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Moeen Ali ready to rush his bowling, but not his thinking, as more rain looms in third ODI

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The northeast monsoon is in operation, more rain is on the way, and with further interruptions likely, spinners may again be asked to rush through the overs so that enough have been completed to constitute a game. This was what transpired in the second ODI in Dambulla. England’s quicks had reduced Sri Lanka to 35 for 4 at the end of nine overs, and in doing so had got their team miles in front of the Duckworth-Lewis-Stern par score.

With clouds gathering to the south, Eoin Morgan threw the ball to his spinners. Their mandate: to get through 11 overs as quickly as possible, so the minimum 20 could be completed. But in rushing through, England did give Sri Lanka a faint glimmer of hope, Dhananjaya de Silva forging recoveries with Kusal Perera initially, and then Thisara Perera. Having been allowed to ease themselves in through a period in which England’s priority was not on maintaining optimal pressure on the opposition, Dhananjaya and Thisara were approaching half-centuries when the rain did eventually come, and wash out the remainder of the match.

England were still comfortable winners, but they have nevertheless taken stock of the fact that they were not as clinical through those 11 overs as they would have liked to be.

“You’ve got to rush through the overs but not rush through your bowling,” said Moeen Ali, who delivered five of those 11 overs. “You’re rushing through field placings, and your thinking’s not as clear. I think once we got the 20 overs out of the way we took our time a little bit as usual. We’ve spoken about that and we’ve got to counter that and take that into the equation. There may be a time when the situation gets like that again, and we’ve got to be a bit smarter.”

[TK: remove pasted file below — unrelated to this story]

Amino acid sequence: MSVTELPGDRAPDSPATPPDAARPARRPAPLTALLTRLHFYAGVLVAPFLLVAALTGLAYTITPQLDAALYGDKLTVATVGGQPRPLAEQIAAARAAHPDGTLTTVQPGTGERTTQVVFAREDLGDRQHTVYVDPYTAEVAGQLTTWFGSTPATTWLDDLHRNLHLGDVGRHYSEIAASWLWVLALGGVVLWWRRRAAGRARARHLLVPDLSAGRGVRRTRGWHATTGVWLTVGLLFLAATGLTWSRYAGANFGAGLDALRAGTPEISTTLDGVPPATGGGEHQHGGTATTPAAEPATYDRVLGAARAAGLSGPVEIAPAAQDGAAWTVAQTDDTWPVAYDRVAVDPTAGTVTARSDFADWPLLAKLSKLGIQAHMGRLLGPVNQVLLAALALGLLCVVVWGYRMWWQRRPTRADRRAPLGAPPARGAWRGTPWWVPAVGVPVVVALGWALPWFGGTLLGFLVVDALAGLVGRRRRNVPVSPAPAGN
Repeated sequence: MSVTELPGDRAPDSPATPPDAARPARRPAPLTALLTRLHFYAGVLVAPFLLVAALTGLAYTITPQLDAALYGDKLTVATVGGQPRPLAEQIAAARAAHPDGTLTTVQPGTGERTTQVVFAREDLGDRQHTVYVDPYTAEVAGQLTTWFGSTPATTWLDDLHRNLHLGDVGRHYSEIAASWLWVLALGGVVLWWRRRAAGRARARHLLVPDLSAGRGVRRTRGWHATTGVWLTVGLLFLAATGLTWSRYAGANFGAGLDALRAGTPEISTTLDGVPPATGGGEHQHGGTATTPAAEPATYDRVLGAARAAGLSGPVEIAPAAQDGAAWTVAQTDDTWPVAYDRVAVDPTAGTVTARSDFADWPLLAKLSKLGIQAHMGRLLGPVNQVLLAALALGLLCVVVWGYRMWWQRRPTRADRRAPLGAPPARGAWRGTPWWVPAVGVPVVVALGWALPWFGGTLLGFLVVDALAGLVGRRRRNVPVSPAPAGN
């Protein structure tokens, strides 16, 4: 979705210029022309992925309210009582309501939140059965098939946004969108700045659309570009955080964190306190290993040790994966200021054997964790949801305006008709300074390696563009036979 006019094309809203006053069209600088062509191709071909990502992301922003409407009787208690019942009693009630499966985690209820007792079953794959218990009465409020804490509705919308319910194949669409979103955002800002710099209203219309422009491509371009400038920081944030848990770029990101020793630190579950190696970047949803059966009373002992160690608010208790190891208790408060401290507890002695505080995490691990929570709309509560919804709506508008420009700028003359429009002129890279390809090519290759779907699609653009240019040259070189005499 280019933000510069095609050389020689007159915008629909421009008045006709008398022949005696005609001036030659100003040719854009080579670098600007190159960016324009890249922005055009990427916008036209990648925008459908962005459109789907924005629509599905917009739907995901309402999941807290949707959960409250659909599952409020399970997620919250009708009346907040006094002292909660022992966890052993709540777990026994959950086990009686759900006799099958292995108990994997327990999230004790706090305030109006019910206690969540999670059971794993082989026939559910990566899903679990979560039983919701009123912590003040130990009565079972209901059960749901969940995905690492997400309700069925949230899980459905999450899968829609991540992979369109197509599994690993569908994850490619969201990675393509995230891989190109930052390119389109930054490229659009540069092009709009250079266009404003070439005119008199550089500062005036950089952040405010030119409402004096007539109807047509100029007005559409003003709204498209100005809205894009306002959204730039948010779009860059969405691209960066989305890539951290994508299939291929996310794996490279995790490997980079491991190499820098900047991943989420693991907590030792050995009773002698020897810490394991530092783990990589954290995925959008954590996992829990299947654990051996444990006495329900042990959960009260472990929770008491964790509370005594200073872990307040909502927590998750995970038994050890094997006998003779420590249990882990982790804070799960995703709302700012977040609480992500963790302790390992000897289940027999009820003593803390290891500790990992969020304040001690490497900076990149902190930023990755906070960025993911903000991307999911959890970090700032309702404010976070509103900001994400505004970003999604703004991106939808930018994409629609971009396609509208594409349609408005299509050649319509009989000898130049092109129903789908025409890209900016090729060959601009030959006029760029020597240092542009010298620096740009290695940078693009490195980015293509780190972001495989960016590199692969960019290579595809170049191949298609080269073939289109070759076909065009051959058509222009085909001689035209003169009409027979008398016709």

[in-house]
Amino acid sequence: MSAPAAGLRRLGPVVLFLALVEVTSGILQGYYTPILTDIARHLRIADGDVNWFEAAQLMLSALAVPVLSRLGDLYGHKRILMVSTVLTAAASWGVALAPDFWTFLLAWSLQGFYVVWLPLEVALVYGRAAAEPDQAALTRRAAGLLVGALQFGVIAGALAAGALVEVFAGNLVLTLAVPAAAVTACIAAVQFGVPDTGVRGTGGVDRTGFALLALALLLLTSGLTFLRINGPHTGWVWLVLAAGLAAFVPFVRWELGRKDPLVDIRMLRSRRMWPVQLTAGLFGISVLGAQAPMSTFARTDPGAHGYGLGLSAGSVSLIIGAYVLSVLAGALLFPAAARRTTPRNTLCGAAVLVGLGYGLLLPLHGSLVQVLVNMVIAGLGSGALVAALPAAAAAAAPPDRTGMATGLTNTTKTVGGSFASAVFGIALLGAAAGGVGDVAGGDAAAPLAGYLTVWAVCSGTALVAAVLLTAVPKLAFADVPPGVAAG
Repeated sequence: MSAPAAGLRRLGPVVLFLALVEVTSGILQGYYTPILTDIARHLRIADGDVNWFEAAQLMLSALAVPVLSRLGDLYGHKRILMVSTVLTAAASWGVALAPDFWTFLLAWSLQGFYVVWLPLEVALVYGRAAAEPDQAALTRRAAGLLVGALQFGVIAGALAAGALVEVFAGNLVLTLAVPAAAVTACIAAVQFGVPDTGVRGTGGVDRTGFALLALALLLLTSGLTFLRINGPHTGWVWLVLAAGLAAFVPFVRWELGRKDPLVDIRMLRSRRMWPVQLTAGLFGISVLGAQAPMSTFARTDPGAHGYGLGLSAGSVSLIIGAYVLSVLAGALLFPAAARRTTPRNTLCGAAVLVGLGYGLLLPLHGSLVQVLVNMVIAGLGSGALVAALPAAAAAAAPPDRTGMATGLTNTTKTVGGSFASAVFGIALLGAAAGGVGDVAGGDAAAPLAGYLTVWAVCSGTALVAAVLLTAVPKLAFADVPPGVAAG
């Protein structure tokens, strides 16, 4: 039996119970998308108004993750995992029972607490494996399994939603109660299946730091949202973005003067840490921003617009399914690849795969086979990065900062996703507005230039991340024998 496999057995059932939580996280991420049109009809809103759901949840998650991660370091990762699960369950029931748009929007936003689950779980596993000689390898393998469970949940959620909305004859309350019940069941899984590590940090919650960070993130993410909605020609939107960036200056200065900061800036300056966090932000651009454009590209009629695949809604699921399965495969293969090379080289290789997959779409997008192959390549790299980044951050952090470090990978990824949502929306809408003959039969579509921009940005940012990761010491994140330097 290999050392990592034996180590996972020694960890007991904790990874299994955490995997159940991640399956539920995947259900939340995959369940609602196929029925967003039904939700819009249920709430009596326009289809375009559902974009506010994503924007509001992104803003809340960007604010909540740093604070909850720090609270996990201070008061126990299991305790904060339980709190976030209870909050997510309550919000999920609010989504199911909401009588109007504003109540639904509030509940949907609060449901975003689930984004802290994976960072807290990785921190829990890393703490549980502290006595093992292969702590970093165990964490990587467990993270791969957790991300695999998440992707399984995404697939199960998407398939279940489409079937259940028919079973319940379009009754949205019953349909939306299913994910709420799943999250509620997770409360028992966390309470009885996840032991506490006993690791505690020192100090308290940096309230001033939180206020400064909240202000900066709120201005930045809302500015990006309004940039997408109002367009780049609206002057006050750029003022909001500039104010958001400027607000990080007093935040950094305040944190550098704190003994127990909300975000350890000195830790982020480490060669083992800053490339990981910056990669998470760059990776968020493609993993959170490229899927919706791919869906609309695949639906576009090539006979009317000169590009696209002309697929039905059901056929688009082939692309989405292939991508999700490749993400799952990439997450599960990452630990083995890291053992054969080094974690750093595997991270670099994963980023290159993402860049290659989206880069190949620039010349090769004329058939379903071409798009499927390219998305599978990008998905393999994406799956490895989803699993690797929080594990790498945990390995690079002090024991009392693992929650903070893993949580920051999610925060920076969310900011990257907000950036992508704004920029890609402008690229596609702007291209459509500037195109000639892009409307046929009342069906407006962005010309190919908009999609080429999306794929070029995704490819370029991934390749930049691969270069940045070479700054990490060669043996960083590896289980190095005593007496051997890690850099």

Batsmen have often spoken of being frustrated by rain interruptions, which serve sometimes to break concentration and sap their innings of momentum. Bowlers also have to adjust to shortened games, Moeen said, though with the rise of T20, defending a total over a fewer number of overs is perhaps not the challenge it once was.

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“With so much T20 around now it does help a little bit to adjust, because you know about the shorter game. Field restrictions are different. I think it’s more about staying in the moment. Each over that you bowl is very, very important.”

Though England played no fewer than three frontline spinners on Saturday, with left-arm spinner Liam Dawson joining the more-established pairing of Moeen and Adil Rashid, England will be without Dawson for the rest of the series, after he suffered a side strain during that second ODI. As a result, England’s XI is likely to look more like the team they field at home, with a third seamer likely to enter the side in Dawson’s place.

“We’ll just probably go back to the balance of the team we’ve had over the last few years,” Moeen said. “It’s a shame for Daws. It would have been a great opportunity to play regularly. I think that’s something he’s been wanting for a while. Unfortunately it hasn’t happened for him.”

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